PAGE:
Exhibition documents terrible impacts of GMO agriculture in Argentina
"Stories from a wounded land" is a photo-essay by the journalist Alvaro Ybarra Zavala on the terrible impacts of GMO agriculture in Argentina. Some of the images are shocking.
Other pictures from the series are on Zavala's website.
He's just had an exhibition of these photographs at the International Festival of Photojournalism in Perpignan, France – bringing the issue to a global audience. There's a video here.
EXCERPT: Our work has been very little publicised but following publication in Argentina, we have been subjected to very direct pressure from the highest levels.
Monsanto is a monster
Le Temps (France), 8 Sept 2014
English translation by Claire Robinson of GMWatch of French article
In Perpignan, Alvaro Ybarra Zavala questions the agri-food industry...
He himself said that the images are not spectacular. "I'm used to covering conflict, then I find this extremely boring job. I never photographed so many tomatoes. Red, green... " For nearly three years, Alvaro Ybarra Zavala Spanish documented the food industry. Questioning their excesses. Some of his black and white photographs, with neat and undeniably powerful composition, are at Perpignan, in the context of photojournalism festival Visa pour l'image. Grains of transgenic corn, a machine to spray insecticides, and many giant silos at the Monsanto plant in Rojas, Argentina - the largest in the industry. The daughter of a producer joyously celebrating her birthday. Then the sick and deformed children. The path is steep. Interview.
Question from Le Temps: Why this project?
Answer from Alvaro Ybarra Zavala: I started working on a particular case in Argentina, and I discovered that there were always more stories to tell. I understood that the issue was important and global. Accompanied by a journalist, a doctor and two lawyers, I threw myself into this vast investigation. The idea is not to create activism but only to launch a debate on how we want our food to be produced. This is crucial; everyone eats. Lawyers and a doctor are advising us because we want to make sure that we move forward. And on the opposing side, Monsanto can afford two hundred lawyers to fight us.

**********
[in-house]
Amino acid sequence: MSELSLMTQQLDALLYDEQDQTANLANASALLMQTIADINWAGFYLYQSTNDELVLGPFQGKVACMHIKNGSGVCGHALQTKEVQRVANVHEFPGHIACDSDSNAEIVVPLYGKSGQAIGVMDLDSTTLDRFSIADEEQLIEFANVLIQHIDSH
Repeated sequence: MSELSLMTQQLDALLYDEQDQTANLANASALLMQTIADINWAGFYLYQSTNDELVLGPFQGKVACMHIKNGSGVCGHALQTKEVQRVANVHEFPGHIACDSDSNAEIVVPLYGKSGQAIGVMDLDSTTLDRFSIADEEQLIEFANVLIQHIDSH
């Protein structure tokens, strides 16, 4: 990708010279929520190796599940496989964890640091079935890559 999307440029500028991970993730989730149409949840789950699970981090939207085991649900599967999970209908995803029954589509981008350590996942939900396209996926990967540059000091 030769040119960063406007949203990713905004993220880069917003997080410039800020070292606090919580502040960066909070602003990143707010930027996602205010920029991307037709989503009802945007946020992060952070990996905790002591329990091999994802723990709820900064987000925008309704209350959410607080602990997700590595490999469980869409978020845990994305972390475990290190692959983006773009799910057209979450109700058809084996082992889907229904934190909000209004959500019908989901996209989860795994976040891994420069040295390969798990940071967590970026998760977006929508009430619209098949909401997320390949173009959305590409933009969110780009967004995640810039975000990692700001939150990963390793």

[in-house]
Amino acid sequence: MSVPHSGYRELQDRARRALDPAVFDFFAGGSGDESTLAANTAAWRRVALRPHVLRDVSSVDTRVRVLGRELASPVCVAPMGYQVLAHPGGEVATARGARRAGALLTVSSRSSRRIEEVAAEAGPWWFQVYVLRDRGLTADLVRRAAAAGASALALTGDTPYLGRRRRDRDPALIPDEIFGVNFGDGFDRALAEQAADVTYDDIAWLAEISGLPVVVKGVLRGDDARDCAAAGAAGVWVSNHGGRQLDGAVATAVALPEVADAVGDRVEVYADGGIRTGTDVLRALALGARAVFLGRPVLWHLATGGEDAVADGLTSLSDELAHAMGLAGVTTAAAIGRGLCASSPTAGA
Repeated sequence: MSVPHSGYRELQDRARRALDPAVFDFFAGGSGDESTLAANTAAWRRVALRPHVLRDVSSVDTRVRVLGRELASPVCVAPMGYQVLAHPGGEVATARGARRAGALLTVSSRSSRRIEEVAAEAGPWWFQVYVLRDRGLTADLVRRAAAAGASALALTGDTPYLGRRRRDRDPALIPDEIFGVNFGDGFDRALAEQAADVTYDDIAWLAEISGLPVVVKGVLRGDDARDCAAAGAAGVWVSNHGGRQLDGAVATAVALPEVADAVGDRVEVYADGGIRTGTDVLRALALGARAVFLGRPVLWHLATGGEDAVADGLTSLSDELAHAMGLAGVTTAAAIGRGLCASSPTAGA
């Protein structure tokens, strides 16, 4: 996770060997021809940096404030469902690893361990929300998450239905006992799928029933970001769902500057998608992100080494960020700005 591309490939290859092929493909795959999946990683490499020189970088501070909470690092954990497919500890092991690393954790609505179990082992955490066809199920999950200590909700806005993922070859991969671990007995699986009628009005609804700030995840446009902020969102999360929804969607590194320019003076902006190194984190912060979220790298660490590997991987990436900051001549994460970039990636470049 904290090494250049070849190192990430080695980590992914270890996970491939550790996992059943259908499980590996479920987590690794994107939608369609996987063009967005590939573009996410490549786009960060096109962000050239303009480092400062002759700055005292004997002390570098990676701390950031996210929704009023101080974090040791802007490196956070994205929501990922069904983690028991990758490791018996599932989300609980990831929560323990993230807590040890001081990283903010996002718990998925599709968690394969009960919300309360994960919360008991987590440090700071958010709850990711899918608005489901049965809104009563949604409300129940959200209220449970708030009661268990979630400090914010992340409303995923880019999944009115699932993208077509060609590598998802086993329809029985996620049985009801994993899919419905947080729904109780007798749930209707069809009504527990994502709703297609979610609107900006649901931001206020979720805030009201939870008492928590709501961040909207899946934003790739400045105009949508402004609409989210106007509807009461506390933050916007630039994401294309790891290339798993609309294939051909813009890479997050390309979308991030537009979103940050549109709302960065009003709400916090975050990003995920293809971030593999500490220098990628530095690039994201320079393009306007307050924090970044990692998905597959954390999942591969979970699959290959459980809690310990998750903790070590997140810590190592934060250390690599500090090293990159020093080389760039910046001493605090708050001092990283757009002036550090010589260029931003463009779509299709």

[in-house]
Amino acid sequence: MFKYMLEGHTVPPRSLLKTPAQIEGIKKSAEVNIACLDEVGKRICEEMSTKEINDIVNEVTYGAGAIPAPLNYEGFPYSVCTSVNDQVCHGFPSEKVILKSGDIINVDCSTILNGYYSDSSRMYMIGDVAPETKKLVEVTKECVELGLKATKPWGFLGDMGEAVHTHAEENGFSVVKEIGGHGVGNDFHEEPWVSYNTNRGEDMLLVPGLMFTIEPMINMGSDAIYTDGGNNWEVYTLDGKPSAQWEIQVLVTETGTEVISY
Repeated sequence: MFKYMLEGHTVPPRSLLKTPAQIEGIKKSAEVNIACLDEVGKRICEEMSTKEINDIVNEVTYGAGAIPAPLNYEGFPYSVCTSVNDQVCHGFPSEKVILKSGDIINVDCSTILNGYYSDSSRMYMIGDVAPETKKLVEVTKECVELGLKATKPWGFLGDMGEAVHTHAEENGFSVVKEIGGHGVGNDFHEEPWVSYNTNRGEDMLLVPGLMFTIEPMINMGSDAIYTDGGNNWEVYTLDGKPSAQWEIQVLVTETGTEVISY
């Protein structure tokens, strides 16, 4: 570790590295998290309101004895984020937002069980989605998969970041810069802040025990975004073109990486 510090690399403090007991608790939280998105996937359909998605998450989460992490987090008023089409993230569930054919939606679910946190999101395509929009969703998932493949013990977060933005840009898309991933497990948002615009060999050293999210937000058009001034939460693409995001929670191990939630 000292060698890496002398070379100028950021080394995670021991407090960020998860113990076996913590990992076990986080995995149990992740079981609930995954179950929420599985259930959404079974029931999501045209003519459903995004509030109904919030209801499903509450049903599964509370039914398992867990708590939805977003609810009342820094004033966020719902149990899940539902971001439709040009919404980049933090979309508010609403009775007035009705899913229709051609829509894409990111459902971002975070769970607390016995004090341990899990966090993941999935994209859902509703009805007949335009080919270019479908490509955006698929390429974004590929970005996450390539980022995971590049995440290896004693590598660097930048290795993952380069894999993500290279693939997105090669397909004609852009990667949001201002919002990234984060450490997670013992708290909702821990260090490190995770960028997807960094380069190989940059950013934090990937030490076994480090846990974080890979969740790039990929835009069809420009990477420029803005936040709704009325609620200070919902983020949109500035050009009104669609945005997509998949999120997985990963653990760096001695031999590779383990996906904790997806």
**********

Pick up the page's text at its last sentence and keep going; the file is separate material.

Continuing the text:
Q: Monsanto seems to be the big bad guy. Is it the only one?
A: It is not the only one, but the main one. It is a monster.
Q: What are the major problems?
A: Whether you are in India, Argentina or elsewhere, this type of agricultural production leads to problems of public health and the environment, human rights violations, political and economic tensions. This industry requires 4000-10,000 hectares to be profitable. Small local producers are sidelined and everywhere one finds the same multinationals. The small producers are having to sell their land or are forced to do so - especially in Brazil. And if they do not, their fields are surrounded with areas treated with pesticides, such as Roundup, which contaminate or destroy their harvests. In Argentina, the first generation of children is affected because their parents were exposed to these chemicals. Cases of miscarriages, diseases or malformations such as hydrocephalus are legion. I thought I'd have to search for them, but in every village of 600 inhabitants, there are at least 60-70 cases. The adults suffer from cancers and skin diseases. Contamination occurs through contact with the products, but also through food and water.
Q: One of the questions from your work is if the food industry is poisoning the world rather than feeding it. Do you have the answer?
A: Obviously, the big companies argue that they are the solution to world hunger. Activists argue that food crises prove otherwise. But the planet is indeed badly affected by this type of production.
Q: Are local people aware?
A: Yes, but these firms are giving them work. And cooperatives that manage health insurance, legal protection, etc. are very close to multinationals like Monsanto. Everything is done so that the system continues without being reported on.
Q: What about the authorities?
A: They also live off this business. Our work has been very little publicised but following publication in Argentina, we have been subjected to very direct pressure from the highest levels.
Q: What are the next steps for this work?
A: Malawi, Mozambique, India, and Europe and North America. Monsanto is in each of these countries, but again, our work focuses on the methods of food production and not on that particular company.